Ms. Whelan, in a tight black beaded leotard and cap, is lifted by her feet into the air in a dramatic moment, so magical, so unreal. Ms. Ansanelli is more the ingenue, in pale purple and sequins. Their dance is loving and warm, but Ms. Ansanelli's character falls ill, paralyzed, and is drawn offstage by long black material, pulled by a figure of death. Ms. Kowroski appears last as a vision beyond Balanchine's reach, with a collapsible ballet barre as a dark barrier between the lovers.
Balanchine's works, like his affairs, were also quoted, with extrapolated choreography of various pieces. Musagete refers to a relationship with muses, and the muses/lovers in this commemorative ballet have apparently been instrumental in the success of his extensive repertoire and achievements. Therefore, we see early on just the legs of dancers in rehearsal, a corps of dancers in black leotards filling the stage, and a scene in white tutus and costumes from Theme and Variations as a finale. Mr. Millepied and Mr. Martins appear in classic and regal splendor, in contrast to the unrequited love scenes and bouts of psychic exhaustion.
The sets by Slava Okunev are larger than life but minimalist in concept. With the depiction of pipe organs on black and gold, later followed by sparkling, massive chandeliers for the final ballet, Mr. Eifman was able to concentrate attention on the simple figure of Tewsley's Balanchine, in casual white shirt and black pants. At times, Mr. Tewsley took on the formation of a figure onstage receiving continued accolades. At other times he took on the formation of a figure in his private space in the depths of despair. Mr. Tewsley deserves specific recognition for his portrayal of George Balanchine, the Founder of NYC Ballet and of the large collection of refined and rarified works presented by this virtuosic Company.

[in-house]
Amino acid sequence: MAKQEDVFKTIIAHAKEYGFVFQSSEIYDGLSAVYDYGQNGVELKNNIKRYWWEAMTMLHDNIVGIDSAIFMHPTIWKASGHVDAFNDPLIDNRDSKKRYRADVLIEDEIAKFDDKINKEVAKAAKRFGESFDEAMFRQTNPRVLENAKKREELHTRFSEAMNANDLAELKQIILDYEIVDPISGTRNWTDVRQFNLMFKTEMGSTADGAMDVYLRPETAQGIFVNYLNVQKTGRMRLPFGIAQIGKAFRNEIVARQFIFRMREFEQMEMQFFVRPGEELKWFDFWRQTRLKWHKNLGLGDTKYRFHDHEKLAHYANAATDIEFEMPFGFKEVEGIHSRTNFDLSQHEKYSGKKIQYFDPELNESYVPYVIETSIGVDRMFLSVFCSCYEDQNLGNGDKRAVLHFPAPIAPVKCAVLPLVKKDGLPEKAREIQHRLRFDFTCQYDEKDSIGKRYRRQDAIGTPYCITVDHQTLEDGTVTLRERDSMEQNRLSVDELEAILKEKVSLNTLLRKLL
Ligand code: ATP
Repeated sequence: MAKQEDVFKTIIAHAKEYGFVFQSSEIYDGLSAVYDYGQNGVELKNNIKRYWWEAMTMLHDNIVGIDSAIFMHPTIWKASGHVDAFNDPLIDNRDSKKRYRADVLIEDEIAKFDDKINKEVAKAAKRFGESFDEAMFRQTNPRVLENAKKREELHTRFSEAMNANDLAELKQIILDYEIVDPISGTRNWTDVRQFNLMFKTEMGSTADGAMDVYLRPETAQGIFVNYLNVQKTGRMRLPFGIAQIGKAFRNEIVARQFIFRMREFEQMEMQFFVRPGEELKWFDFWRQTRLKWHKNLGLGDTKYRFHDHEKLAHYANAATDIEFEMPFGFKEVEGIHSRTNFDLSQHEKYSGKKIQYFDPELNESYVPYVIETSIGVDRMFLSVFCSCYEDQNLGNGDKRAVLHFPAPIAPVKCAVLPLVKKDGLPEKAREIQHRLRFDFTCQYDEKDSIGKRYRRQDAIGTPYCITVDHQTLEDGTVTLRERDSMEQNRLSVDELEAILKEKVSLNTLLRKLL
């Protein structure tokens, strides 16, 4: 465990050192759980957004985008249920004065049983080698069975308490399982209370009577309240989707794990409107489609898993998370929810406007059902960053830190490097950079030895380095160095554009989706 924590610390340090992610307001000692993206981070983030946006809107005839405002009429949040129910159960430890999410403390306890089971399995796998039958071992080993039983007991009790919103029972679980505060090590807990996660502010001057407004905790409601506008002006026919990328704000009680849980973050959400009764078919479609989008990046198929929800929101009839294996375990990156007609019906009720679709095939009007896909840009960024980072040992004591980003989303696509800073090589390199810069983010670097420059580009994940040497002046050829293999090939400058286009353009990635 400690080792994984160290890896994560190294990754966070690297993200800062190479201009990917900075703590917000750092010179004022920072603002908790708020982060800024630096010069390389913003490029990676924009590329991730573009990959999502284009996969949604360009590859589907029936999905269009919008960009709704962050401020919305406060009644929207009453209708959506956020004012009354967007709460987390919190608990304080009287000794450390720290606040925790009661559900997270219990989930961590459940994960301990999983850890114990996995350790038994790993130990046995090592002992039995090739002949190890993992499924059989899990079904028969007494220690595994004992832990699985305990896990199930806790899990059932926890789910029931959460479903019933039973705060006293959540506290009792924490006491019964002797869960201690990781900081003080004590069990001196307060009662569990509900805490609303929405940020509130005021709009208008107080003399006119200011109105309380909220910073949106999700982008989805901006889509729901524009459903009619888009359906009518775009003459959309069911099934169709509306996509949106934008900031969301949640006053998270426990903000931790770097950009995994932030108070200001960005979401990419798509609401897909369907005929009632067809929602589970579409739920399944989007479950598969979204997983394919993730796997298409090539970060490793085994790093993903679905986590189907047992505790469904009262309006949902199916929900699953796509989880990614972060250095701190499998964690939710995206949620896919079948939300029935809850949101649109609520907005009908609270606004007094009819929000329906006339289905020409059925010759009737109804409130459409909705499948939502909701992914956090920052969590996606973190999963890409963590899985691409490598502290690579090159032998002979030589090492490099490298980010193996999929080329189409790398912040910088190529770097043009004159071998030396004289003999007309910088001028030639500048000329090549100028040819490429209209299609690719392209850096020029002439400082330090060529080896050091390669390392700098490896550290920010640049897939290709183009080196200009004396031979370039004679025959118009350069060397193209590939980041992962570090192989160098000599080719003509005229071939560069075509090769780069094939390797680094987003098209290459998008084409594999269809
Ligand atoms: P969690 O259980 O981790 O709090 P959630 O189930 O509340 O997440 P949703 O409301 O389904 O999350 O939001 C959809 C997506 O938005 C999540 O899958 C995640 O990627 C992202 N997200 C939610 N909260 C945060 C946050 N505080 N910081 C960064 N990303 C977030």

Kudos to Boris Eifman for his courage and concepts, which are in sharp contrast to the other commissioned works for this Balanchine Centennial. Kudos to Robert Tewsley, Wendy Whelan, Alexandra Ansanelli, and Maria Kowroski for their extraordinary performances. Andrea Quinn, Elaine Chelton, and Voices from the Rustavi Choir Orovela (Georgian, like Mr. Balanchine) all provided sumptuous music from scores by Bach, Georgian music, and Tschaikovsky. This was a work to be seen again.